By David M. Greenwald
Davis, CA – Any reasonable accounting for the math suggests that the city will not be able to meet its next RHNA cycle obligations—particularly on the affordable housing side—without significant peripheral housing.
Even a fairly optimistic view as expressed by Judy Corbett last month includes Village Farms (a Measure J proposal) as an infill project—and the math doesn’t seem to add up when you consider a lot of the proposals listed there have either already been counted or are unlikely to add significant affordable housing.
Can the city council count on the voters to approve sufficient housing via Measure J? The history there suggests that’s a tough ask. There have been seven such votes since 2005, and only two have passed. Anything with significant traffic impacts have been met with a good deal of skepticism from the voters.
So what are the options…
Do nothing – I would argue this probably is not viable in terms of successfully rezoning land for housing, but ironically it might be the most likely scenario. If the city council changes nothing, then they are taking it out of their own hands. The pending projects will go to the voters, and then it remains to be seen whether the voters will approve it. Failing that, it would force the state or the courts to step in to determine whether Measure J is a barrier to the building of housing and thus in violation of a variety of different state laws.
Eliminate Measure J – There is still a segment of the community that opposes Measure J and would favor removing it. The problem with this approach is that that sector of the population is shrinking. In 2000, it was a relatively narrow victory for Measure J, but by 2020, it was renewed with 83 percent of the vote. A direct vote doesn’t seem likely to remove Measure J in the foreseeable future. The most likely path to elimination would be either the state or a local citizen or developer filing a legal action that Measure J violates State Law.
Then there are a variety of Measure J revisions that could be proposed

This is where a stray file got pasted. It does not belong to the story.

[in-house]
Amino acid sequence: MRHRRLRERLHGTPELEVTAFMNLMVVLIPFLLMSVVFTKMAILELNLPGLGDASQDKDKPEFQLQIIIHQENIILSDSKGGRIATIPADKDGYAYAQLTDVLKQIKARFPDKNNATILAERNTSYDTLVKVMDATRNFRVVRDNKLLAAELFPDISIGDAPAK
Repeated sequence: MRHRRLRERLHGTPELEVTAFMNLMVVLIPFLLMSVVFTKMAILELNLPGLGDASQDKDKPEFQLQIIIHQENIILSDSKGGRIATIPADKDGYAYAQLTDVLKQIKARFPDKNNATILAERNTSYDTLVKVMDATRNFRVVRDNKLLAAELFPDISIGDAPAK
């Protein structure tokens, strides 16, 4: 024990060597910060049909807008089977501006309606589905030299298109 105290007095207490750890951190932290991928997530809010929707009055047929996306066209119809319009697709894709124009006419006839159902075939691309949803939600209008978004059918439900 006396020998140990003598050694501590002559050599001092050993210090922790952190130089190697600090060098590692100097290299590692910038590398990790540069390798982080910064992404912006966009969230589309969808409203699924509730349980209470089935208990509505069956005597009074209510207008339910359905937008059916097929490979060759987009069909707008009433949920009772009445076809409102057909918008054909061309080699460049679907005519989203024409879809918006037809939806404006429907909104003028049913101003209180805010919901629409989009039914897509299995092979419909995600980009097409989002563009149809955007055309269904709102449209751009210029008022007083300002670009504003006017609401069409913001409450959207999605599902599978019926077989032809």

Affordable Housing Exemption – This is one that the council has floated at various times. Currently there is an Exemption for 100 percent affordable housing projects. And while this has been offered up by defenders of the status quo, it is worth noting one key number: zero. That’s the number of 100 percent affordable projects that have been even proposed in the last nearly 25 years. With no RDA that doesn’t seem like a viable option.
What about changing that exemption to 40 percent? That has been at least informally floated. Would that produce any projects? Would the voters support it?
There is a segment of voters who have argued repeatedly that we already have an exemption for affordable housing and we should leave Measure J as written. What we don’t know is whether a majority of voters feel that way.
The other key question is whether that’s enough. The logic here is that by reducing uncertainty it would incentivize a much larger affordable component and, with large peripheral projects, creating land dedication sites are relatively easy ways to generate large amounts of affordable housing.
Rubric Qualified Exemption – Another suggestion has been to create a refined rubric as proposed by the council this spring, and then projects that achieve a certain level of certification would gain exemption. This is a variant of the affordable housing exemption, except it might extend to environmental or transportation goals as well.
Urban Limit Line – Tim Keller recently proposed the suggestion of using or extending a urban limit line as a work-around for Measure J. Basically, Measure J acts as a de facto urban limit line—it makes the line the current city boundaries and in order to rezone additional land, it requires voter approval. Tim Keller and others have proposed basically extending that line outward, so that land within the boundary would be subject to normal land use approvals and then to extend the line would require a vote.
Pre-approval – Similar in concept, I have pointed out that you can basically use pre-approvals to designate land as already approved for planning purposes. The advantage of this approach is that it would not require a Measure J amendment, it would only require the voters to approve certain land for development. The advantage with that is that the developers would not have to expend time and money to develop a proposal, only to have it be rejected. The disadvantage is that without the kind of specificity there is a good chance the voters wouldn’t approve the project.
So where does that leave us?
I think there is no chance that the voters will vote to eliminate Measure J. Would they vote to amend it? Possibly, but I think we’ll quickly see in the comments opposition to any sort of amendment. There is at least a chance the council will attempt to do something and there is also a chance that citizens put up their own initiative.
I still think the most likely outcome is going to be status quo and then it will be up to the state and the courts eventually to decide what to do—unless of course the voters show a willingness to approve some of these projects.